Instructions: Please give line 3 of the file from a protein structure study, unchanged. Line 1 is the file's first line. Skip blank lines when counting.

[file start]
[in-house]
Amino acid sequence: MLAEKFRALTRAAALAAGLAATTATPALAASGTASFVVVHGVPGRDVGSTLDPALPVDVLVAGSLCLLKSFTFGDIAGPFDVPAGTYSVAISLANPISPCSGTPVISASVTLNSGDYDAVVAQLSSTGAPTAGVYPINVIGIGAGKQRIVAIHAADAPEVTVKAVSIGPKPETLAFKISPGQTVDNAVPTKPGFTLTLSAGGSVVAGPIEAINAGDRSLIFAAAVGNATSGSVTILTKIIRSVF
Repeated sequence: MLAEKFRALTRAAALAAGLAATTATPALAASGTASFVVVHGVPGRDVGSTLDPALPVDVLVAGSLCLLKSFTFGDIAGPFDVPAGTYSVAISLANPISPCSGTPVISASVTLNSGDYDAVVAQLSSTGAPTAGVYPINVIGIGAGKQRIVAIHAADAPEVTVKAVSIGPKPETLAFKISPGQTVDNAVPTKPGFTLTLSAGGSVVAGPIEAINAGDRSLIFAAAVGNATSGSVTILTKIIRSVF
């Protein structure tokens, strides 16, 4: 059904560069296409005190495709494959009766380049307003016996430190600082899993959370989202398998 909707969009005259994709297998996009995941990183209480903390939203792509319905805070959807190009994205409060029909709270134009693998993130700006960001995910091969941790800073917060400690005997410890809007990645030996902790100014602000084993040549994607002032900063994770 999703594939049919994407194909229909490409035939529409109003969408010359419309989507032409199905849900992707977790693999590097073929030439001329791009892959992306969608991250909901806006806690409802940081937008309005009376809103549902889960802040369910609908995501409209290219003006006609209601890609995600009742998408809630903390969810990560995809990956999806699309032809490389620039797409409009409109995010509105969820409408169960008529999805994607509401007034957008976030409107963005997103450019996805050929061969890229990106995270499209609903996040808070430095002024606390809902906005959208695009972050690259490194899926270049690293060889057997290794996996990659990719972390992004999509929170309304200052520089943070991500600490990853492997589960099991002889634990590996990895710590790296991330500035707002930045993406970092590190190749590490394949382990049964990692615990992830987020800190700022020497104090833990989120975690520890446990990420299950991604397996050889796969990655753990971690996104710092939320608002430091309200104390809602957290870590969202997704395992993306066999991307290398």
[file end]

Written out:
Repeated sequence: MLAEKFRALTRAAALAAGLAATTATPALAASGTASFVVVHGVPGRDVGSTLDPALPVDVLVAGSLCLLKSFTFGDIAGPFDVPAGTYSVAISLANPISPCSGTPVISASVTLNSGDYDAVVAQLSSTGAPTAGVYPINVIGIGAGKQRIVAIHAADAPEVTVKAVSIGPKPETLAFKISPGQTVDNAVPTKPGFTLTLSAGGSVVAGPIEAINAGDRSLIFAAAVGNATSGSVTILTKIIRSVF